Going to church, or any other place, without a firearm, doesn't make you a sitting duck unless you are in a seriously sick society.  I am guessing most people don't think they are in a seriously sick society, and don't want to contribute to thinking that way either.


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#107 Arctic Mama

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Posted 06 November 2017 - 11:03 AM

Problem solved! To think that some are twisting in circles to justify whipping out their guns in a House of God is tragic. Remember the whole guns, God, and country flap? That's the USA. God's on Our Side, never forget.


God’s judgment is well deserved against every single one of us, American or not. Never forget. Repent. You can kill the body a millions ways, but that’s not what we should really be afraid of, so much as transgressing against a Holy God again and again and again. The consequences of that are a lot more far reaching that one short lifetime.

I personally detest the god/country confluence. But I believe God saves a people for himself from every tongue and nation, and there is nothing particularly special about the US if it departs from the principles gleaned from wisdom and with an eye on the inherent limits of government on a people bent toward immorality as a group. It’s not going to get less ugly without massive repentance by millions of people.

I’m sure this is falling on deaf ears. But it is also the truest thing I can say.
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#108 OhElizabeth

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Posted 06 November 2017 - 11:04 AM

... An armed security guard outside/at the door in a dangerous neighborhood is one thing but parishioners (or priests!) carrying a gun is something I can not stomach. 

 

This is not about you personally but just replying because several people have said that. If you're in these places, it's already happening. It's concealed carry, therefore you may not realize it. Women are doing it, men are doing it. Licensures are up and therefore very possibly the rates are up.



#109 Tibbie Dunbar

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Posted 06 November 2017 - 11:06 AM

When I was a child, I was taken to a super fundamentalist type church where we were frequently told we might grow up to have to face death for our faith. The minister would say something like, "Imagine armed men coming in here while we worship, ready to start shooting in the pews. They say if we will renounce Christ, they won't kill us. What will you do? Will you deny Him?" And every Sunday, someone would pray a prayer of thanks that we could "worship unmolested and without fear, in a free country."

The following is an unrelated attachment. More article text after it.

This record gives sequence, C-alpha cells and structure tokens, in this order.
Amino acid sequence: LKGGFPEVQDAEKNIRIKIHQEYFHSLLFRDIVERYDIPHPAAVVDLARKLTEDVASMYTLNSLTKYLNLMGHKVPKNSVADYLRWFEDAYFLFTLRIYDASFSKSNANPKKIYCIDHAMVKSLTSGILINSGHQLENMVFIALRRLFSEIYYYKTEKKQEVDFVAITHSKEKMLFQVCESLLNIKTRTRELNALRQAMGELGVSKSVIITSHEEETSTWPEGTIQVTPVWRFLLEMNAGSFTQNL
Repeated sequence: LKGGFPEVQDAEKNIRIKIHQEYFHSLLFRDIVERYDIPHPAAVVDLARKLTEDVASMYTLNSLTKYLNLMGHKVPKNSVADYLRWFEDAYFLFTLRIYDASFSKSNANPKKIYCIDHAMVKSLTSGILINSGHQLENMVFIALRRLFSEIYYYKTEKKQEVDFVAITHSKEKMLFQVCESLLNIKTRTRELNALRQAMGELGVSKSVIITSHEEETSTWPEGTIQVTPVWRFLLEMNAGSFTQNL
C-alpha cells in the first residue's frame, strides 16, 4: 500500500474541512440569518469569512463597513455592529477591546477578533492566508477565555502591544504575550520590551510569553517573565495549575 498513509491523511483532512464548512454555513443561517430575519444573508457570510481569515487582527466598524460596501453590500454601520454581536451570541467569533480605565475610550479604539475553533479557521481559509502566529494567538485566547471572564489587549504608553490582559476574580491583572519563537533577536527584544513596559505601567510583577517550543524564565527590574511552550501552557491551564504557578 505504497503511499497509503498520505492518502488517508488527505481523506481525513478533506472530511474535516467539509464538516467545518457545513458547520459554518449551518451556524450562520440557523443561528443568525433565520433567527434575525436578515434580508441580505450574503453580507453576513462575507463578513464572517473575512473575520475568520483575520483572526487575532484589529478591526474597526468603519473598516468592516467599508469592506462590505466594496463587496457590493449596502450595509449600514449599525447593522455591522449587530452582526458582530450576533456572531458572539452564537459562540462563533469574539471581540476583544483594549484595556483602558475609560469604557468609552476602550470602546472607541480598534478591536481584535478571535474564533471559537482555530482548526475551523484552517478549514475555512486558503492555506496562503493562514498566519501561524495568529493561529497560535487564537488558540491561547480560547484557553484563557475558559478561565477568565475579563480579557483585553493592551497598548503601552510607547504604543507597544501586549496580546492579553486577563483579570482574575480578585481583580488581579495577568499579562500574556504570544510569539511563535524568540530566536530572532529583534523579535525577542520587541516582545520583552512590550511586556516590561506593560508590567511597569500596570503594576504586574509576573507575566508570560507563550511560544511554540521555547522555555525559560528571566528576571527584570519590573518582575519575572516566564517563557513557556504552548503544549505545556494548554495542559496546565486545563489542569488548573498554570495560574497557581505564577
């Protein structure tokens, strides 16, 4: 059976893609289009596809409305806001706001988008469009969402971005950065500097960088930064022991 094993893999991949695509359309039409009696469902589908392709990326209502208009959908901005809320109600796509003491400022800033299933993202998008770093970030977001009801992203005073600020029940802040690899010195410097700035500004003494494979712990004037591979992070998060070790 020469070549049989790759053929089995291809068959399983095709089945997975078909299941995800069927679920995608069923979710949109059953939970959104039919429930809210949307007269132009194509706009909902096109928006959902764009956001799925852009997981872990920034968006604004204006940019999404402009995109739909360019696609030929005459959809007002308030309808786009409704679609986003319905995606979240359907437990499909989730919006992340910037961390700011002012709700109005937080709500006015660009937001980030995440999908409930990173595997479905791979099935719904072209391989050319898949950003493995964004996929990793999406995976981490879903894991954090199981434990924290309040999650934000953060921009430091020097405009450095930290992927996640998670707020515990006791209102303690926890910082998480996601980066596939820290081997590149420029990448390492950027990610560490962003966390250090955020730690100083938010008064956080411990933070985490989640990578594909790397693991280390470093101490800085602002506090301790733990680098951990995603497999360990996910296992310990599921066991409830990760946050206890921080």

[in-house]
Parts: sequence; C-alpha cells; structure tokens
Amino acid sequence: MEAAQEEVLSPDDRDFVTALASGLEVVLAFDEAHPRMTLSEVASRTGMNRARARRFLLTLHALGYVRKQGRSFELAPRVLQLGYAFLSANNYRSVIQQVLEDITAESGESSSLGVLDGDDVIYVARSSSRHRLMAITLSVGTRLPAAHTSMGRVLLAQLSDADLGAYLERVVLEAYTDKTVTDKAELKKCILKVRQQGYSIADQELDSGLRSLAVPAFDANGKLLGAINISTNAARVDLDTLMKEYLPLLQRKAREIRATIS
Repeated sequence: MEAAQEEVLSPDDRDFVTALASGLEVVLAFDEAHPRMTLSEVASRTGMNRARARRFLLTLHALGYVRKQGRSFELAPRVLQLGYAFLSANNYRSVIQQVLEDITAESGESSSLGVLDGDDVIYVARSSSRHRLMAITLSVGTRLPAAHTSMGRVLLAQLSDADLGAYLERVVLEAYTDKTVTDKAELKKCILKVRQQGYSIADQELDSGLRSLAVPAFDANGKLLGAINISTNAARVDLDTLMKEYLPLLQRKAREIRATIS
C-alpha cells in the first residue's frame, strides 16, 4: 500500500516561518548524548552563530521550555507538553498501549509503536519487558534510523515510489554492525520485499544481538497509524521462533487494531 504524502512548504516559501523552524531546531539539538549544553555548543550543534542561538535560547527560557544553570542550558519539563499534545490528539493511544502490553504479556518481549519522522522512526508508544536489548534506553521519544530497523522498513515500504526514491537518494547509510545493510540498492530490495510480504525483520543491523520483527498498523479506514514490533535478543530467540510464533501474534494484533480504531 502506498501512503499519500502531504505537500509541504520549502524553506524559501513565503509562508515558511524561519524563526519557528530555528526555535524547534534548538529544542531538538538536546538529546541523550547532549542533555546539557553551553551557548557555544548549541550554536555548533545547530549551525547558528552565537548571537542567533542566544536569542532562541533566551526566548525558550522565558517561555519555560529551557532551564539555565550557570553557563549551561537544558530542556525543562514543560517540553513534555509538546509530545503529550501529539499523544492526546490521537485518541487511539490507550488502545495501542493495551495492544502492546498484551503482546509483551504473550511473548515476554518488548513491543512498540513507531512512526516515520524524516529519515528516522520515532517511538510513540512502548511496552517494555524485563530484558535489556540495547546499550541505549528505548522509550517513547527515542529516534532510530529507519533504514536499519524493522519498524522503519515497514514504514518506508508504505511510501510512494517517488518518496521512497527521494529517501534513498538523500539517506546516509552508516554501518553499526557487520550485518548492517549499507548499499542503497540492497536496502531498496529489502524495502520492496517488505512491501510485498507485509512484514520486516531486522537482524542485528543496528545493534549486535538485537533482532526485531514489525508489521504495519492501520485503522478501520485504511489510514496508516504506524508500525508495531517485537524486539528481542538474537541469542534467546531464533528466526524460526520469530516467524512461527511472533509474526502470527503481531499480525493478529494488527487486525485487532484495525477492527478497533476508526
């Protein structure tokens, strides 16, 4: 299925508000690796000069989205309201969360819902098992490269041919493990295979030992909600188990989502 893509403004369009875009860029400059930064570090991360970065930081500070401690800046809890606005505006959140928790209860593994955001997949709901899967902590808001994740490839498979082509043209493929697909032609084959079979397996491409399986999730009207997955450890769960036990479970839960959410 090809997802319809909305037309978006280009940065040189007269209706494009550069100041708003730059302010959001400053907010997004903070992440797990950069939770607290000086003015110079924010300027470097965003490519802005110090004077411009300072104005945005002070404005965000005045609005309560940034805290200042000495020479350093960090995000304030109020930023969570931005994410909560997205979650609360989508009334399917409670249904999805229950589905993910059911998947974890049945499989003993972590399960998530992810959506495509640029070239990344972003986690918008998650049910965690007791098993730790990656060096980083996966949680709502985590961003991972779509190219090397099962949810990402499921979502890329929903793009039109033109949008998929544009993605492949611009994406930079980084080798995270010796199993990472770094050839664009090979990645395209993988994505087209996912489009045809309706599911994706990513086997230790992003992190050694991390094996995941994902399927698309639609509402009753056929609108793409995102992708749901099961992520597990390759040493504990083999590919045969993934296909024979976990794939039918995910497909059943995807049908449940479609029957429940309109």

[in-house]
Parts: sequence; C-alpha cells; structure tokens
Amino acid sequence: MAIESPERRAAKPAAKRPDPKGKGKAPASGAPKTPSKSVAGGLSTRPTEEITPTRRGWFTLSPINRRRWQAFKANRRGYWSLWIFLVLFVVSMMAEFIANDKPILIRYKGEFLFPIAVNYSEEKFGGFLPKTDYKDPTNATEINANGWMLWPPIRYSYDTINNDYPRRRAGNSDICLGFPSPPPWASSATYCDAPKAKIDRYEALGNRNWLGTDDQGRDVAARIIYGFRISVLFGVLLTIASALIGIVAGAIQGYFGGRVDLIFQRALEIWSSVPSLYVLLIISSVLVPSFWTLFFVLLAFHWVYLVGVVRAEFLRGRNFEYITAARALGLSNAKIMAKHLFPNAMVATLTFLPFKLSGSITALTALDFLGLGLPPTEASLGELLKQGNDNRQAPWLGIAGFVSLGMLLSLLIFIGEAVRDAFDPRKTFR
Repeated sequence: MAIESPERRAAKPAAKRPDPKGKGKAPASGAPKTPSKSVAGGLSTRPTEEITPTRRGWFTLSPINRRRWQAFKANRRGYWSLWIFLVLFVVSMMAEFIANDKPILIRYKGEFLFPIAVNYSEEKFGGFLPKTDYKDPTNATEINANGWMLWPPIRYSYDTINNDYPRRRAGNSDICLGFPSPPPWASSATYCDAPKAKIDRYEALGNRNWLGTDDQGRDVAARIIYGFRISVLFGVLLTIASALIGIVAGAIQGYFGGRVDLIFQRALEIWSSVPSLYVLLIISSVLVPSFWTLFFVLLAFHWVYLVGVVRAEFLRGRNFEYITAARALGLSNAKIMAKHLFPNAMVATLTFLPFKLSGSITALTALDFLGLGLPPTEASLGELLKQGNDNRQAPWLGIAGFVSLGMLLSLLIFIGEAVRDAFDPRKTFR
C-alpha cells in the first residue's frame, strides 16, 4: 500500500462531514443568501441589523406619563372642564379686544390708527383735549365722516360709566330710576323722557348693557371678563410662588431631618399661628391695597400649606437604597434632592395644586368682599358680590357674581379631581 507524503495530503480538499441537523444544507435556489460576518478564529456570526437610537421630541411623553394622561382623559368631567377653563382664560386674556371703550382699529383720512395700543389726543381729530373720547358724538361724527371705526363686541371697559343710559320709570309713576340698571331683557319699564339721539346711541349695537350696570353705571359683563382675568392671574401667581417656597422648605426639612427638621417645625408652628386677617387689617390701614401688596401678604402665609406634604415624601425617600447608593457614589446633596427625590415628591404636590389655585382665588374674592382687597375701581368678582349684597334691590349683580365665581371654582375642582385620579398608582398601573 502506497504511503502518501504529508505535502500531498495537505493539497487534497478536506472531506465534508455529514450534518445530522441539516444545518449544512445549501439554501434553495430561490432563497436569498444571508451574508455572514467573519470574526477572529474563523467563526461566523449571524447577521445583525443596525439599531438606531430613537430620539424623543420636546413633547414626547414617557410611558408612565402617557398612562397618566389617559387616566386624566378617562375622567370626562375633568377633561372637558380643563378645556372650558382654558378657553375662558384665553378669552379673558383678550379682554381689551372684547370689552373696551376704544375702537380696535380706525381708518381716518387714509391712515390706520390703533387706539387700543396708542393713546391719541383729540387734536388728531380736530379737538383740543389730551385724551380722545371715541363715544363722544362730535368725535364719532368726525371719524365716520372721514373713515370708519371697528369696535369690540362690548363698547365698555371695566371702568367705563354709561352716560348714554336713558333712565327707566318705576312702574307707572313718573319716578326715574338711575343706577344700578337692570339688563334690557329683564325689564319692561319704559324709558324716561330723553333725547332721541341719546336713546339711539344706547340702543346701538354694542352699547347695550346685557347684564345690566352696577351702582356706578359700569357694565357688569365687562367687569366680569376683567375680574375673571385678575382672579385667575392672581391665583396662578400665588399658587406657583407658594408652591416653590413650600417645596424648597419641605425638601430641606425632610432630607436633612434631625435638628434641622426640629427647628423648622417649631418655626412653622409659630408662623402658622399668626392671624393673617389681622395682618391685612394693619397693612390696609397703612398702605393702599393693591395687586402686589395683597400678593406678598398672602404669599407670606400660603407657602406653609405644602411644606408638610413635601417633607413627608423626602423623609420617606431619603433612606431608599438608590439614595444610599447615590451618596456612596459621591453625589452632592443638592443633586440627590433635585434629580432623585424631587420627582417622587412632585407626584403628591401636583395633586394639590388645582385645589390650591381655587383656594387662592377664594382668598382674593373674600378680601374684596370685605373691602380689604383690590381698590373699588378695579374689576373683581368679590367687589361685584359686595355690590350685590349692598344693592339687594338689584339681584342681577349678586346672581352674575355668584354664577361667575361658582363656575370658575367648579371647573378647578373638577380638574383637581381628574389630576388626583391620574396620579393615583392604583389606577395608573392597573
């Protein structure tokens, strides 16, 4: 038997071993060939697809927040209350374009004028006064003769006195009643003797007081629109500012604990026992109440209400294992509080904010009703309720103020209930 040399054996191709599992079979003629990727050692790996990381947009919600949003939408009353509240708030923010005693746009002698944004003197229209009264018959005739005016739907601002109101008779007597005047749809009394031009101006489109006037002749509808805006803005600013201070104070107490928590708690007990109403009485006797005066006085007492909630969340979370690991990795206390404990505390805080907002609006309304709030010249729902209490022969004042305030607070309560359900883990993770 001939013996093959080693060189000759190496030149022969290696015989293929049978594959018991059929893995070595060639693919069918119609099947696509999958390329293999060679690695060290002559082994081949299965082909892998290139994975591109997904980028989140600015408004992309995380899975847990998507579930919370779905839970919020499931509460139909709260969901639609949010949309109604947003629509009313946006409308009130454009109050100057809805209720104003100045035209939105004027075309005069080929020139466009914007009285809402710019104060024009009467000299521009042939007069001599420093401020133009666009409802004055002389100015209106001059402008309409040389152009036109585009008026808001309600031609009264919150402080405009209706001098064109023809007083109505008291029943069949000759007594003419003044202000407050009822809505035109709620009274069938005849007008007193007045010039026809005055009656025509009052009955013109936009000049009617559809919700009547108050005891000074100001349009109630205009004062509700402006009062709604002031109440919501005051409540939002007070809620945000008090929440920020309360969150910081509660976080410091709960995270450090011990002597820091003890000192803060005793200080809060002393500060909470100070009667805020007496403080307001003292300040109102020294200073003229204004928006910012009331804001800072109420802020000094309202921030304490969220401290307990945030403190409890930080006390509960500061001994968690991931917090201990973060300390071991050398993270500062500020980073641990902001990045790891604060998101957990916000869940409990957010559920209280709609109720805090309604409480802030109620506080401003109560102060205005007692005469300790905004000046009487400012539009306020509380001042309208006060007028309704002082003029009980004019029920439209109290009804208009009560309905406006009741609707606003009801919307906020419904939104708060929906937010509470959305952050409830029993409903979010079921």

That was in the 80s in a small, Midwestern farming community. Nobody was coming, but I grew up scared that they would because our ministers made it sound almost imminent...I've attended church services nearly every Sunday for four decades but I've never once walked through the doors without thinking of the sitting duck aspect of open assemblies. It's a brief thought, I feel the same in movie theaters, I swallow it down and go on.

Here's the point: If my childhood church's scare tactics have come true, only it's not communists, it's us, I could choose not to assemble for worship, education, entertainment, or political rallies. I could be safe at home. But my children will never make that choice! They want to go to college. One of them works in an urban church. They want to go to movies and football games and so on; they want to live their lives.

The answer is not the Wild West, nor Mad Max Beyond Thunderdome. The answer is not that everyone should be heavily armed, and locked into their churches, synagogues, and mosques. We are neither pre- nor post-civilization! We have a government in place. We could make changes that are researched, proven, and even moderate in scope, that would begin to turn the tide.

That's what I want. We've been praying for a long time. And if we become more isolated as a people, we will die from that. We need to live our lives in safety and peace, with the support of a government that has functioned as it should to ensure the safety of innocent citizens.
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#110 Plum Crazy

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Posted 06 November 2017 - 11:07 AM

Why can't we both mourn the dead and discuss what we can do to prevent this in the future? Are we not capable of holding both of those thoughts in our minds and hearts? What makes it so disrespectful to want to make it so no one ever has to experience this pain again? 


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#111 Danae

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Posted 06 November 2017 - 11:08 AM

Because it isn’t about saving lives - if it were there are many effective ways to do that in larger number than firearms laws, of which there are MANY. It’s a political power grab and pure opportunism.


Think about what you're saying here for a minute. You are accusing the people right here, on this forum, of lying about their motives. Do you really think that everyone here who is advocating for changes in gun laws after mass shootings doesn't really care about the people who just died? We're indifferent to the deaths, or maybe even secretly happy that we have an excuse for a political power grab?
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#112 Barb_

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Posted 06 November 2017 - 11:10 AM

I've never understood this. Why isn't it the time? Often it's a big or tragic event that serves as the catalyst for discussion on how we can attempt to make improvements. Why is this gross? It doesn't make the situation any less horrific, at all.